As much as the Olympic Games are a showcase of world-class athletic ability, they’re also a place to demonstrate world-class sportsmanship.
Nowhere was that more evident at the 2021 Tokyo Olympics than during Sunday’s men’s high jump final, when Qatar’s Mutaz Esha Barshim and Italy’s Gianmarco Tamberi decided to forgo a jump-off and instead share the Olympic gold medal.
Here’s the video of the athletes’ decision — Barshim seems to be the one to initiate the call — and the ensuing celebration, complete with a leaping bearhug from Tamberi. It represents one of the best moments of this year’s Olympics, not only in athletic display but also Olympic spirit.
Barshim, 30, adds a gold medal to his 2012 London bronze and 2016 Rio silver in his medal case. He also won world championships in 2017 and ’19.
Conversely, Sunday’s gold marks the first Olympic medal for Tamberi, 29, who was unable to participate in the 2016 Rio Games because of an ankle injury. Considering he had to wait an extra year to finally compete in the Olympics due to the COVID-19 pandemic, it’s easy to understand his emotional response. He also held a cast from the ankle injury he suffered ahead of the 2016 Olympics, carrying it with him to Tokyo. It read, “Road to Tokyo,” complete with crossed out 2020 and replaced with “2021.”
Tamberi also won a world indoor championship in 2016 in the same event.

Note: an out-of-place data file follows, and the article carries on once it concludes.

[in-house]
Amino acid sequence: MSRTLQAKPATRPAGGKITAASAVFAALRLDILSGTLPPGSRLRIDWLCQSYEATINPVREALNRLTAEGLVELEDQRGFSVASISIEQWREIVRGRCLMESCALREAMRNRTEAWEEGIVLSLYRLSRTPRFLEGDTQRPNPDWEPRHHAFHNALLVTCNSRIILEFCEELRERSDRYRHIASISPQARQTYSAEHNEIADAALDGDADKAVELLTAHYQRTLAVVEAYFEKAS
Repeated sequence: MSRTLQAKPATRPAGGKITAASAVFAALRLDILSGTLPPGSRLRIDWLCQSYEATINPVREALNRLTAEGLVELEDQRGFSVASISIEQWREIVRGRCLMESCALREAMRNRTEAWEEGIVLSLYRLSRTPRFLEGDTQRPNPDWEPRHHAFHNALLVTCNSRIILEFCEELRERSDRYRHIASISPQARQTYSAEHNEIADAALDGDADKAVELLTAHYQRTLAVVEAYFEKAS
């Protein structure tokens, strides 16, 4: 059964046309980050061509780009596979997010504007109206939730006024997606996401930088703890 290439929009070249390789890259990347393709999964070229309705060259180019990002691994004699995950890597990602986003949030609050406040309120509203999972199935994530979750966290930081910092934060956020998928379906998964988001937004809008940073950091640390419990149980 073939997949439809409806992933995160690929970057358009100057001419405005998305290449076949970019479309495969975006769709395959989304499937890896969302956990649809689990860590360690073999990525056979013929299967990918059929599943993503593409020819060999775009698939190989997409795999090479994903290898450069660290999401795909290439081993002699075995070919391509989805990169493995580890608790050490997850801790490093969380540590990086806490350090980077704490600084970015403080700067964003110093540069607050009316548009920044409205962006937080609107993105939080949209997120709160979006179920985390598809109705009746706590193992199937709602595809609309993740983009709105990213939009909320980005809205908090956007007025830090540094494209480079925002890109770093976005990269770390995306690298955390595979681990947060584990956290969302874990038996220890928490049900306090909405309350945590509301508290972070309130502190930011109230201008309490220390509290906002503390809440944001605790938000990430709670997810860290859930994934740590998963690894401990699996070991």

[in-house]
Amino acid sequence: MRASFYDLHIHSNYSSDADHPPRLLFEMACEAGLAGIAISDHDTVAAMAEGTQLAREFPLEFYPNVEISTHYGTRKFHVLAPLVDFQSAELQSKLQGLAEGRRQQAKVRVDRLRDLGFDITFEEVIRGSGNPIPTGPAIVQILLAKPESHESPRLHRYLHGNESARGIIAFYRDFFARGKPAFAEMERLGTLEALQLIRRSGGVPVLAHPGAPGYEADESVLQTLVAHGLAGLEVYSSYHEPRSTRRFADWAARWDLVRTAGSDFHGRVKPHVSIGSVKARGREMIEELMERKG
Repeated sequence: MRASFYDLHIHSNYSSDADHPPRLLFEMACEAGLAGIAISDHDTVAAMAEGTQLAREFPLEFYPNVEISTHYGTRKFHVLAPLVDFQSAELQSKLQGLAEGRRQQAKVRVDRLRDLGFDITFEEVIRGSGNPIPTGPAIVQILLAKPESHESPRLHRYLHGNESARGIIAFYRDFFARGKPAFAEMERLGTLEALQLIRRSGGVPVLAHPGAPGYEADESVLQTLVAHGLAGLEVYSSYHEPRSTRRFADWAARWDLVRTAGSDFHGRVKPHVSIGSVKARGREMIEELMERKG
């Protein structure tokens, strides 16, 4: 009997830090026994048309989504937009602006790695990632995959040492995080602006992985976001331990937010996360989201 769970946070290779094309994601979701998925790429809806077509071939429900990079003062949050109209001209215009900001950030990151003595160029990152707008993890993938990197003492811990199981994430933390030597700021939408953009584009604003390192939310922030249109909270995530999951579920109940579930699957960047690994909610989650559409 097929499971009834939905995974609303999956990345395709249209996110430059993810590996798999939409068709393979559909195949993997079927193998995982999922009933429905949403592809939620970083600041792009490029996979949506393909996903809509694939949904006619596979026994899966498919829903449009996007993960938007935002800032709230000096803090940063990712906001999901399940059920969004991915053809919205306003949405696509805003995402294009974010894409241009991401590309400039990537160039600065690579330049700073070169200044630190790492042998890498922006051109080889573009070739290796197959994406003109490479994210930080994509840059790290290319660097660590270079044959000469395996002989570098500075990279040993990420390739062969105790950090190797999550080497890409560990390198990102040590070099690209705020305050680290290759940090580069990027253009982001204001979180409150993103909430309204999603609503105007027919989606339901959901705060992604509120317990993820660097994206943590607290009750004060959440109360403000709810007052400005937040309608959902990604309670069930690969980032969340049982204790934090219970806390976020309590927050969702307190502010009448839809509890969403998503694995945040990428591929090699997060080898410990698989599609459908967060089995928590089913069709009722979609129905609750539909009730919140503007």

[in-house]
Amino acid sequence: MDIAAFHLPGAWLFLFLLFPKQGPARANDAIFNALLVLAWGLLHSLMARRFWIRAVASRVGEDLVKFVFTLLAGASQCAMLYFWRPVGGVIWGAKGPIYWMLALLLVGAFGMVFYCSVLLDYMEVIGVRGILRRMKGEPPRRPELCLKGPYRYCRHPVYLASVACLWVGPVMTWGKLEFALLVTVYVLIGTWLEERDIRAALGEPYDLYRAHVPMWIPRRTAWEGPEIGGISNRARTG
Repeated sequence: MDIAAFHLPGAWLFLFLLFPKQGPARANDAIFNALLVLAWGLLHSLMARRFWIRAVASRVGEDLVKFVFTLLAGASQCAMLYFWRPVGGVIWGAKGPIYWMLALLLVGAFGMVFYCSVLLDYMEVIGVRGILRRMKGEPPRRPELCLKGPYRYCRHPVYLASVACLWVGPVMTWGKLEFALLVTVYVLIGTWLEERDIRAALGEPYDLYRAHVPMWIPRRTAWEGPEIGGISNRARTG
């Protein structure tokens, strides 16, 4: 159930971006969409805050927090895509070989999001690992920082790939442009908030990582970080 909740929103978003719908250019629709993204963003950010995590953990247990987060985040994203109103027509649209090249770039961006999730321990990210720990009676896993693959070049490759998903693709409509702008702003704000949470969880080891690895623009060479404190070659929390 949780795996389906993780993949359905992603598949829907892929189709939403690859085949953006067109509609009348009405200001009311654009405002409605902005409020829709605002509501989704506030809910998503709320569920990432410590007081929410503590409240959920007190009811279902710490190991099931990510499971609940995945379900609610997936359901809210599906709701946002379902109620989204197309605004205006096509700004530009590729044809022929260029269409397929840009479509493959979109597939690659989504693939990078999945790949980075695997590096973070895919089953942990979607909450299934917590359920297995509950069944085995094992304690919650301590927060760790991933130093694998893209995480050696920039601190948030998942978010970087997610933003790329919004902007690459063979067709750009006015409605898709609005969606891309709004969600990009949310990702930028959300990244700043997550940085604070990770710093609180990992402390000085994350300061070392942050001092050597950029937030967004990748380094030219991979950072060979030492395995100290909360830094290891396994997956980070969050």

As for how Barshim and Tamberi came to share the gold, both athletes earned the medal with a jump of 2.37 meters. Neither failed a jump until trying to hit 2.39 meters, an Olympic record. Bronze medalist Maksim Nedasekau of Belarus also cleared 2.37, but had more failed attempts and therefore finished in third.
Curiously, Barshim and Tamberi’s decision to share gold makes them something of an Olympic track and field oddity. According to a report by Yahoo! Sports, this is the first time two Olympians shared gold since Jim Thorpe of the United States and Ferdiand Bie of Norway both won the pentathlon in the 1912 Stockholm Olympics. Thorpe won the event, but had his medal stripped by the IOC for competing in minor league baseball. The organization reversed its decision in 1982, naming him and Bie co-champions.